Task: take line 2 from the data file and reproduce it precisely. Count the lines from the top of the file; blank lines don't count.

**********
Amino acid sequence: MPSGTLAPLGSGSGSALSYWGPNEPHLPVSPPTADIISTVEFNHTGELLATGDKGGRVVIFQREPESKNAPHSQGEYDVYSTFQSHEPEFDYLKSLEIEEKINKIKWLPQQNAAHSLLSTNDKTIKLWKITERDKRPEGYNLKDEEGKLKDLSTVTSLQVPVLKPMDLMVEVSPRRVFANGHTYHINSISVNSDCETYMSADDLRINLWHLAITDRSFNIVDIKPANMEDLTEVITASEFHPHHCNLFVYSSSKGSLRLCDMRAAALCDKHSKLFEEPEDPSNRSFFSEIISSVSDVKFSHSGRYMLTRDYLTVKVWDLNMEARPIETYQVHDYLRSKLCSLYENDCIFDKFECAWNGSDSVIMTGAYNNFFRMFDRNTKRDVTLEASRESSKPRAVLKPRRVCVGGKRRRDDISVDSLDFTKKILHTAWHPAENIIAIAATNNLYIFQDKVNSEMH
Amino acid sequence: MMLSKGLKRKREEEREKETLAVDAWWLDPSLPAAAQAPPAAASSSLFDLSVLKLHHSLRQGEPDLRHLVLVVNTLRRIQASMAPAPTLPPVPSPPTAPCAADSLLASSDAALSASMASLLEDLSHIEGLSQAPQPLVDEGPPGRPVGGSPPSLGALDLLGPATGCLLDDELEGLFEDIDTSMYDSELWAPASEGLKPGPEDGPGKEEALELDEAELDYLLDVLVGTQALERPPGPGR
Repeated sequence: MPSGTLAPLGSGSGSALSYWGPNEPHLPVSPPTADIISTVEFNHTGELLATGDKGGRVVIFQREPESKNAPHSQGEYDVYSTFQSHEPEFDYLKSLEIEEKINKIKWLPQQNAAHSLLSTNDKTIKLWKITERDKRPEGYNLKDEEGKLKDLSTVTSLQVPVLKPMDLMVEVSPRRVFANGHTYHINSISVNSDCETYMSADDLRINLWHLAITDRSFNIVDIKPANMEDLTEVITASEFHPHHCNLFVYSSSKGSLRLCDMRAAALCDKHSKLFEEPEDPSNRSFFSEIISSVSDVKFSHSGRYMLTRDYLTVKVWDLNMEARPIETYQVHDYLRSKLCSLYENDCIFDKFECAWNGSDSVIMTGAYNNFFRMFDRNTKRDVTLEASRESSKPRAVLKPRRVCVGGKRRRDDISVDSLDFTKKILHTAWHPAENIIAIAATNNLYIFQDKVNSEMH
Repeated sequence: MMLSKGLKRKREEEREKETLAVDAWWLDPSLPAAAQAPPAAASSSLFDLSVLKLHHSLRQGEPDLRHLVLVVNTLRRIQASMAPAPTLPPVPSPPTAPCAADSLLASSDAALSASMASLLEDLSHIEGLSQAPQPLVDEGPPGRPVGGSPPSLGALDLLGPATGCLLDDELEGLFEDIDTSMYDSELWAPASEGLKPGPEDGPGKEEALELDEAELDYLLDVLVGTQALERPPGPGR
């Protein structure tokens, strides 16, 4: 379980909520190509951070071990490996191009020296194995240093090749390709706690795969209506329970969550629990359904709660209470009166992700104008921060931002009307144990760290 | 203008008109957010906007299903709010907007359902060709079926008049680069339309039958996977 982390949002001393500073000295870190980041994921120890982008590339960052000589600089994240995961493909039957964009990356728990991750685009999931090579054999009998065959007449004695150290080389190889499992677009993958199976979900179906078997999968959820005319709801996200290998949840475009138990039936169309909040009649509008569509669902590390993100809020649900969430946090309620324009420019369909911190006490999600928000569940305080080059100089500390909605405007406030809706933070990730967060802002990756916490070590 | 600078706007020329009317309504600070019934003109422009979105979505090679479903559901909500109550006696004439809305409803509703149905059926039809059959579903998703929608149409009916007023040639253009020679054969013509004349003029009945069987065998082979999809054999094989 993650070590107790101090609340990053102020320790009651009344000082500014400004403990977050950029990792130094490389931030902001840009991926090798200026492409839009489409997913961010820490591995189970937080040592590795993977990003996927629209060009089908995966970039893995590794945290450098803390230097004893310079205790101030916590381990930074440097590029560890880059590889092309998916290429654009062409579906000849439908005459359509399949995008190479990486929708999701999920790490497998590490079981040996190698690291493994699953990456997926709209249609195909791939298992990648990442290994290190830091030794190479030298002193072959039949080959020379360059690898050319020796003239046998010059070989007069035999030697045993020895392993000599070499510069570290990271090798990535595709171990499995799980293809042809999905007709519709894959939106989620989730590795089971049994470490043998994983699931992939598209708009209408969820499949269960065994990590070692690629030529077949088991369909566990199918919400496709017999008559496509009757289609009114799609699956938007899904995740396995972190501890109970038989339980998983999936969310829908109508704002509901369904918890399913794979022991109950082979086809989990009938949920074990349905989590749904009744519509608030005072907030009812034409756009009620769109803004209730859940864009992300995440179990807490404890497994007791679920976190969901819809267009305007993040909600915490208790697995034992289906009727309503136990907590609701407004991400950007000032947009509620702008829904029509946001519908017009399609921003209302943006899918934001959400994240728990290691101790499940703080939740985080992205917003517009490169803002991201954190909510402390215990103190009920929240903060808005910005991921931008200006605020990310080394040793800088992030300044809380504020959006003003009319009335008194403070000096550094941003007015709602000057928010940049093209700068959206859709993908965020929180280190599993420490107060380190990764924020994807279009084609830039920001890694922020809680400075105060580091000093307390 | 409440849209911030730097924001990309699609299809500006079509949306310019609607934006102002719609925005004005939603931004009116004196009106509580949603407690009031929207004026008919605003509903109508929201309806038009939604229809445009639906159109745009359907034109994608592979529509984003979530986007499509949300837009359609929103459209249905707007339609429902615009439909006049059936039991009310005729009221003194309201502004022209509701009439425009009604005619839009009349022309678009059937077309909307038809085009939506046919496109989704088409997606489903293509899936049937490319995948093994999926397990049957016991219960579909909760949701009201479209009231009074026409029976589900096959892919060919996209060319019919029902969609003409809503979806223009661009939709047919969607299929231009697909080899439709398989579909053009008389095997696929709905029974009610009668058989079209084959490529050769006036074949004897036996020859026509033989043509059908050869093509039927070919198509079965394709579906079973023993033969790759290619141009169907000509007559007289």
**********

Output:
Amino acid sequence: MMLSKGLKRKREEEREKETLAVDAWWLDPSLPAAAQAPPAAASSSLFDLSVLKLHHSLRQGEPDLRHLVLVVNTLRRIQASMAPAPTLPPVPSPPTAPCAADSLLASSDAALSASMASLLEDLSHIEGLSQAPQPLVDEGPPGRPVGGSPPSLGALDLLGPATGCLLDDELEGLFEDIDTSMYDSELWAPASEGLKPGPEDGPGKEEALELDEAELDYLLDVLVGTQALERPPGPGR